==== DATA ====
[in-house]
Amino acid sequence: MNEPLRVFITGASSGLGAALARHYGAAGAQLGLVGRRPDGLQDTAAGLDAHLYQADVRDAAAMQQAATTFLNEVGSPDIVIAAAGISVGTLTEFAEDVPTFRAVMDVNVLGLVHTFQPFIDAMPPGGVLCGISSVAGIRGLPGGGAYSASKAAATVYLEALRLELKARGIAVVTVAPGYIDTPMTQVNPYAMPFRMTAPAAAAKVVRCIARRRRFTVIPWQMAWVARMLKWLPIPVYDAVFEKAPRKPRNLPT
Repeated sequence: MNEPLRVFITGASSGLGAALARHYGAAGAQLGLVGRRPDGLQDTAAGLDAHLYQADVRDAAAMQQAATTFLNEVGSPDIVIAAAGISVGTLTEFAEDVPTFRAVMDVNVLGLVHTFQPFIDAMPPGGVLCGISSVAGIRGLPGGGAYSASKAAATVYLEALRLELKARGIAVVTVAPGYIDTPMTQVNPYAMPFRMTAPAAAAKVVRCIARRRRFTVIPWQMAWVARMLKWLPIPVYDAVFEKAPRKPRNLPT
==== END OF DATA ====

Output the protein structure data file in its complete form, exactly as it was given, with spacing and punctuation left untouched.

[in-house]
Amino acid sequence: MNEPLRVFITGASSGLGAALARHYGAAGAQLGLVGRRPDGLQDTAAGLDAHLYQADVRDAAAMQQAATTFLNEVGSPDIVIAAAGISVGTLTEFAEDVPTFRAVMDVNVLGLVHTFQPFIDAMPPGGVLCGISSVAGIRGLPGGGAYSASKAAATVYLEALRLELKARGIAVVTVAPGYIDTPMTQVNPYAMPFRMTAPAAAAKVVRCIARRRRFTVIPWQMAWVARMLKWLPIPVYDAVFEKAPRKPRNLPT
Repeated sequence: MNEPLRVFITGASSGLGAALARHYGAAGAQLGLVGRRPDGLQDTAAGLDAHLYQADVRDAAAMQQAATTFLNEVGSPDIVIAAAGISVGTLTEFAEDVPTFRAVMDVNVLGLVHTFQPFIDAMPPGGVLCGISSVAGIRGLPGGGAYSASKAAATVYLEALRLELKARGIAVVTVAPGYIDTPMTQVNPYAMPFRMTAPAAAAKVVRCIARRRRFTVIPWQMAWVARMLKWLPIPVYDAVFEKAPRKPRNLPT